This post continues from An Unusual Mix of Beliefs in the Letters of Ignatius Peregrinus
In my previous post I called attention to the assortment of unusual beliefs held by the author of the so-called Ignatian letters. That assortment and the description of his Judaizing and docetic opponents have convinced me that he was a follower of Apelles, and that the churches he addressed in his letters were Apellean.
For the benefit of those unfamiliar with that little-known early Christian and his sect I will start by reviewing what the extant record says about them.
Apelles, the founder of the Apelleans, was at first a disciple of Marcion. If, as is thought, he was born early in the second century, he could have been Marcion’s disciple as early as the 120s, assuming Marcion was already actively proselytizing at that time. It is not known how long Apelles was associated with Marcion, but at some point he broke with him and adopted doctrinal positions that were at odds with those of his teacher. Tertullian says the break was sparked by Apelles’ rejection of Marcion’s rigorist teaching regarding celibacy:
Apelles . . . deserted Marcionite chastity and withdrew from the presence of his most holy master to Alexandria. Returning after some years, he was in no way improved except he was no longer a Marcionite. (On the Prescription of Heretics, 7).
Their differences went beyond the issue of celibacy, however, and the split was likely not an amicable one. Apelles abandoned Marcion’s dualism and returned to belief in one supreme God. He repudiated Marcion’s docetism, emphatically insisting on the real and non-phantasmal nature of Christ’s body. From Marcion’s canon he retained only the Apostolicon, replacing Marcion’s Gospel with one of his own. He did continue to view the Old Testament negatively, and in a way his position in regard to it is, as will be seen, even more negative than Marcion’s. But on the other hand, Origen concedes that Apelles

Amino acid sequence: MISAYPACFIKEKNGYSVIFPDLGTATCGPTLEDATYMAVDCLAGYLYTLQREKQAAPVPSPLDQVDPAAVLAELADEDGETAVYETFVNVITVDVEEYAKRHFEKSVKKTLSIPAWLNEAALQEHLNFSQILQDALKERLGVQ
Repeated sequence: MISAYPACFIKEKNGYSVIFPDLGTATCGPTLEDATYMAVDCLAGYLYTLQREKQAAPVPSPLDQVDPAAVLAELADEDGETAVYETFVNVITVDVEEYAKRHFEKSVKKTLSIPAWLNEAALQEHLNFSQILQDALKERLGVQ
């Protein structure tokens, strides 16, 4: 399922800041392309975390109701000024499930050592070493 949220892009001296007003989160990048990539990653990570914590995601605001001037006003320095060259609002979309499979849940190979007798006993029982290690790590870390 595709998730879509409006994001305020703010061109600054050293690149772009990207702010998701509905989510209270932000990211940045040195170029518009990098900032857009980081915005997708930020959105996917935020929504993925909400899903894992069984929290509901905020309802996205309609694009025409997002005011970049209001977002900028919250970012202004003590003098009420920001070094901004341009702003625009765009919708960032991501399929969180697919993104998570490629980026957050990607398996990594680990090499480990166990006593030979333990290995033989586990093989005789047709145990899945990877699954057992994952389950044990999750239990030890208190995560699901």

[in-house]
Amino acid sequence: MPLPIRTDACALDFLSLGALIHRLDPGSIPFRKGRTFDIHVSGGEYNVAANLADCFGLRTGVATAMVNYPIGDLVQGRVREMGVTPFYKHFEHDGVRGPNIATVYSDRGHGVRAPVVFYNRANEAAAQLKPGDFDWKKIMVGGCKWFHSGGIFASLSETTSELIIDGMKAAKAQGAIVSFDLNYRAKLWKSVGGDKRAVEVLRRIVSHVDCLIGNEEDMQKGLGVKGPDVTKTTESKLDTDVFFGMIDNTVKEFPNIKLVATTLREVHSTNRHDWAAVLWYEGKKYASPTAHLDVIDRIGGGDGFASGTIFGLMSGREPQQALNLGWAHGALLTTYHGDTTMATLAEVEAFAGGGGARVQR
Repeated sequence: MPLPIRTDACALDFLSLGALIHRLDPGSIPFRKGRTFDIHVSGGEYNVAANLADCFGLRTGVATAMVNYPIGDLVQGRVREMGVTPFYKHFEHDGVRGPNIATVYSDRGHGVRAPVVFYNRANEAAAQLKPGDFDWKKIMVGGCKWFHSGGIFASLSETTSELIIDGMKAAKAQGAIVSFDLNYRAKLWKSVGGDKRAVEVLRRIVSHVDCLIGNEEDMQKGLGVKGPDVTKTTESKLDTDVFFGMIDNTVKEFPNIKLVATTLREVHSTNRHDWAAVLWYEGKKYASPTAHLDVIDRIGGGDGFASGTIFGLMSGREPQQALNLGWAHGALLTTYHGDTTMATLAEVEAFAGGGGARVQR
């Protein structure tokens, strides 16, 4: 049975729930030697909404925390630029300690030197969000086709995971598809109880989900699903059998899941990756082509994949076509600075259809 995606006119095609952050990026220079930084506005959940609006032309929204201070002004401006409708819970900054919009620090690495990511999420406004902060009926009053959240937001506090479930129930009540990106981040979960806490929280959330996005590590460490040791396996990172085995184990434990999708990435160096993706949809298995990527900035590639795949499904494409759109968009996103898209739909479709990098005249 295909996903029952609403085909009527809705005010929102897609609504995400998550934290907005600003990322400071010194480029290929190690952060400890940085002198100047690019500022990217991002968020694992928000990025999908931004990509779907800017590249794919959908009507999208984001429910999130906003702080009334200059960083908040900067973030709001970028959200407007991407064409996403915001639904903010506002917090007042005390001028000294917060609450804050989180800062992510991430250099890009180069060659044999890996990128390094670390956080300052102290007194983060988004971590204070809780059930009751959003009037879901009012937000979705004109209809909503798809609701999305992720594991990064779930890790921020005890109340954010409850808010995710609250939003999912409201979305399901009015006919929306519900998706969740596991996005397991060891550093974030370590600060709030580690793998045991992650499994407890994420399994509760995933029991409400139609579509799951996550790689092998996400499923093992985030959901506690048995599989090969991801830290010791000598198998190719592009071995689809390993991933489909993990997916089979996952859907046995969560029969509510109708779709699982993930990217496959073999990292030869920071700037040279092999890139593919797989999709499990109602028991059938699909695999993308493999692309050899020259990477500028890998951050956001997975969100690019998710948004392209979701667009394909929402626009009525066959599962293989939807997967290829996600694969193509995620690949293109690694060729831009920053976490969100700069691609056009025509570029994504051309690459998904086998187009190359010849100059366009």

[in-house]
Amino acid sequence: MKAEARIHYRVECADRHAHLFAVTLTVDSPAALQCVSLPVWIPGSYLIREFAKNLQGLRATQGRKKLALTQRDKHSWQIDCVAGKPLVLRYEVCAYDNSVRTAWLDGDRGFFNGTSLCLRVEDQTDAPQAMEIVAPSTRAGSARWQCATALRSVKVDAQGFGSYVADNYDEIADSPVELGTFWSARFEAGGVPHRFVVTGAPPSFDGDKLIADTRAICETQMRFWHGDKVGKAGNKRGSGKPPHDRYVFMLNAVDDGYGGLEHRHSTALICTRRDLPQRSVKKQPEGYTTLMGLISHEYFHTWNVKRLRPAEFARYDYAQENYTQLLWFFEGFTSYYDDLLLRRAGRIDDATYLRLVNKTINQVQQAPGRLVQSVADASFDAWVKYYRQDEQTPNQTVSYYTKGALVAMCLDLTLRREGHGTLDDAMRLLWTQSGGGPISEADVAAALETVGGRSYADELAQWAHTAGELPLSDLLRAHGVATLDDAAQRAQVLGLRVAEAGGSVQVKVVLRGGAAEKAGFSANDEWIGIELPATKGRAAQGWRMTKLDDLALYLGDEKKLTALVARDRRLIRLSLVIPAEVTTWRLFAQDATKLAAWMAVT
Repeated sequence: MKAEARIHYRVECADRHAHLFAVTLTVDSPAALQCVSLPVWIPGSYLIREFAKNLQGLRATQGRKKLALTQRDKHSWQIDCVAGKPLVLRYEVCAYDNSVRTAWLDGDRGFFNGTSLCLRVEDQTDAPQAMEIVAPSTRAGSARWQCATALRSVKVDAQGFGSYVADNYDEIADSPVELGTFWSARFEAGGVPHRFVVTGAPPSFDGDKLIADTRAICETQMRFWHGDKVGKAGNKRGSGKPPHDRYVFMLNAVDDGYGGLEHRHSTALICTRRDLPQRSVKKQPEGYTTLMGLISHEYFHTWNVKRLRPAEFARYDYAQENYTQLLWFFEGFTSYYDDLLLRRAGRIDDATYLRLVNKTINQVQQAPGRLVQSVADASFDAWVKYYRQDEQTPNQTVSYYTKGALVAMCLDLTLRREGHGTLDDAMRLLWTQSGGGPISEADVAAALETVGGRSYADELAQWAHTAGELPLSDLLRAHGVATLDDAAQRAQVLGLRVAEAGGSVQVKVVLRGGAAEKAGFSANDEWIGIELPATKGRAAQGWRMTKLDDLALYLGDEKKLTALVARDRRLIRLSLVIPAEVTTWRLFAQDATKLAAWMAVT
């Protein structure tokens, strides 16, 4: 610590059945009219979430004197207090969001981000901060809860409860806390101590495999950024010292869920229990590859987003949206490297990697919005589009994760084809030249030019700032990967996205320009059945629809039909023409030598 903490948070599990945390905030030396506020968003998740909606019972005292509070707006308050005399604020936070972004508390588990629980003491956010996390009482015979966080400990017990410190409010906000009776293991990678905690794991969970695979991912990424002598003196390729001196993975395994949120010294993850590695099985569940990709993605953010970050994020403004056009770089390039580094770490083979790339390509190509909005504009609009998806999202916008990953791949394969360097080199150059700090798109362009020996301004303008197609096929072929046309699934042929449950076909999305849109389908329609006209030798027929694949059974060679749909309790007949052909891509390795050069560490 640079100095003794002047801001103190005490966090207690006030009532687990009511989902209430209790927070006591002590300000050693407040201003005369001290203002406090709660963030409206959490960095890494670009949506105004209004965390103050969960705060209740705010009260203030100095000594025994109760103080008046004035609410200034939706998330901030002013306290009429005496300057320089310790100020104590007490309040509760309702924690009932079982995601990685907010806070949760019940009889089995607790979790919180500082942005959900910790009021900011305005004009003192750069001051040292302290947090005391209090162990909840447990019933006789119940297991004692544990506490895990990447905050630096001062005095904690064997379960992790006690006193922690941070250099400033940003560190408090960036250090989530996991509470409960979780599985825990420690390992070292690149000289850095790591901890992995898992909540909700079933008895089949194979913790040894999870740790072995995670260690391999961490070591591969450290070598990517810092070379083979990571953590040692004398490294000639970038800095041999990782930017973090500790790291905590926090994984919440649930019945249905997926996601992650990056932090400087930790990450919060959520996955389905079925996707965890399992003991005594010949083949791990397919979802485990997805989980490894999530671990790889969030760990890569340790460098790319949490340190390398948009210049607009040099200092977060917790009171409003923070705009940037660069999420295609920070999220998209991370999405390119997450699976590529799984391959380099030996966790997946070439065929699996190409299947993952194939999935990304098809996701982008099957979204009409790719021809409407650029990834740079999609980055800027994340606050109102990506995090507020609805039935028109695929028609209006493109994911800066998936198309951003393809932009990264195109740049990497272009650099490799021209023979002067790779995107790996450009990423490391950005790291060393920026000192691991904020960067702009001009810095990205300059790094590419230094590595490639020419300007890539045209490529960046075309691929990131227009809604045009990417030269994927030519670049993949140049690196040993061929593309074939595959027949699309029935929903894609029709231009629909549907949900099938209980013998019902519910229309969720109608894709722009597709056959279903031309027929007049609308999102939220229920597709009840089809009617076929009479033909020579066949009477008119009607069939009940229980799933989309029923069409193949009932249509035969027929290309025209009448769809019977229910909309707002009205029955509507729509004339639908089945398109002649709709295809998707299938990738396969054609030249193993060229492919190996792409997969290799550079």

did not entirely deny that the Law and the Prophets were of God (Commentary on Titus).
In breaking with Marcion, Apelles adopted new beliefs that unquestionably moved him closer to doctrinal positions held by the proto-Catholics, but his new beliefs still differed from theirs in significant ways. No complete exposition of his teaching has survived. Tertullian wrote a treatise against the Apelleans but it is no longer extant. However, the early record does contain enough information to permit at least a partial reconstruction of what Apelles taught. Elements can be found in the following:
- Tertullian’s On the Flesh of Christ, On the Prescription of Heretics, On the Soul, and an extant fragment of Against the Apelleans (Migne’s Patrologia Latina, 42, 30, n. 1)
- Pseudo-Tertullian’s Against All Heresies
- Hippolytus’ The Refutation of All Heresies
- Origen’s Commentary on Titus and Against Celsus
- Eusebius’ History of the Church
- Epiphanius’ Panarion.
For my quotes from the Panarion I will use the translation by Frank Williams in his The Panarion of Epiphanius of Salamis. Quotes from the other sources are either my own translations or those of the Ante-Nicene Christian Library: Translations of the Fathers down to A.D. 325. Continue reading “The Teachings of Apelles, Marcion’s Apostate”